There are so many properties across the UK that proudly house sash windows within their walls and they remain one of the most popular window styles worldwide. Throughout history, we have seen different styles of sash window evolve, and owners of period properties are always keen to pay homage to the time period that their house was built in by retaining the original window style. When fitting replacement sash windows in an older property or choosing new sash windows for a period-style self-build, its important to get the time period correct as it will mean a slight difference in the sash style used.

Sash windows traditionally consist of a number of small panes held together by glazing bars – astragal bars – to create a larger glazed area. This is because glass technology at the time did not allow for very large spans of clear glazing, unlike what we are able to produce today.

Victorian living was focused on elaborate designs and intricate details, and Victorian sash windows were a great way for people to flaunt their wealth. During the Victorian era, it wasn’t uncommon for windows to have four, eight, 12 or 16 panes. The number of sash windows and their size was an indication of the wealth held by the homeowner. Even today, they remain one of the main window designs guaranteed to add to your home’s value.

So, what makes Victorian sashes different? Typically, they were designed with a two over two panel grid design on both top and bottom panes, offering a balance between ventilation and light. All Victorian sash windows were traditionally single glazed, but advances in glass technology means that today, the majority have been replaced with double glazing. Even double glazing for listed properties has seen a breakthrough in recent years, where owners can retrofit vacuum insulated glass into their existing/original frames thanks to the amazing triple glazed thermal capabilities it performs at the same thickness of single glazing.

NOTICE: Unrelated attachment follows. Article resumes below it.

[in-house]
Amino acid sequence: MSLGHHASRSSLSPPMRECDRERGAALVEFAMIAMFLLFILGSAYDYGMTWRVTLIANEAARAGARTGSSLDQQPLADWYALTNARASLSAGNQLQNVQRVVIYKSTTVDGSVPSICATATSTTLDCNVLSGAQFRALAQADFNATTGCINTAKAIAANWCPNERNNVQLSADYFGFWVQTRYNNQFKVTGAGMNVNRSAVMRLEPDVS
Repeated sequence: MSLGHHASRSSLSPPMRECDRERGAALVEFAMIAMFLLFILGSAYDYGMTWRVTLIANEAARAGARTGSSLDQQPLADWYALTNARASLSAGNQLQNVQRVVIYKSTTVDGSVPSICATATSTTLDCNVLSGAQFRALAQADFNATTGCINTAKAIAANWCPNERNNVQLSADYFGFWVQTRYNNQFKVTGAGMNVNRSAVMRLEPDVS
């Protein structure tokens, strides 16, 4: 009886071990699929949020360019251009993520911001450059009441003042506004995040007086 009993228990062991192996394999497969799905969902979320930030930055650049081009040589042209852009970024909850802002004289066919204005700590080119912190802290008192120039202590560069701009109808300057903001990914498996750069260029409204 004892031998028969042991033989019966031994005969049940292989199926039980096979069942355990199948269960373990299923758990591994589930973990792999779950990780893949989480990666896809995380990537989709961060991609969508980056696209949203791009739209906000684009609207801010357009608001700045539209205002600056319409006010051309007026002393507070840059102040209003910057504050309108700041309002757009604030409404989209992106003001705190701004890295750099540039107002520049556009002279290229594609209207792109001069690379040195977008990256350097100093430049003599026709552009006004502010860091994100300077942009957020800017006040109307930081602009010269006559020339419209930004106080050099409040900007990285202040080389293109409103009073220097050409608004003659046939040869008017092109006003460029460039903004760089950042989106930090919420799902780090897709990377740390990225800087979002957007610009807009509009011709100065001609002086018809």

The period of the house will dictate the number of panes in each sash separated by astragal bars:

Georgian: Traditional Georgian windows date back to the 18th and 19th centuries. You will recognise them as a large window made up of six or more smaller panes held together by horizontal and vertical bars. Often known as the ‘six over six’ style. The bars tend to be thinner than their surrounding frames to allow more glass to be seen and more light let into a room.

Victorian: The ‘two over two’ was commonplace during Queen Victoria’s reign, but as we discussed above, many other configurations were seen throughout the era. 

Edwardian: The Edwardian period (1901-1910) was mainly known for its ‘six over two’ pane formation, but, as in Victorian times, there were many variations in style.

Nowadays, those in period properties do not have to choose between authenticity and performance when it comes to sash windows. All our timber windows (and doors for that matter) are made from softwood (as it is generally more thermally efficient than most hardwoods) with hardwood sills (to aid protection against the elements and the risk of decay). All our products and all our timber come from FSC or PEFC certified forests. So, if your windows are installed by us, you can rest assured that the wood used to create your products is of exceptional quality, sustainable and good for the environment. We are also able to double glaze all the windows and doors we make.

We make all our windows and doors bespoke for every customer in our workshop in Sussex ensuring a custom, precise, quality fit and finish.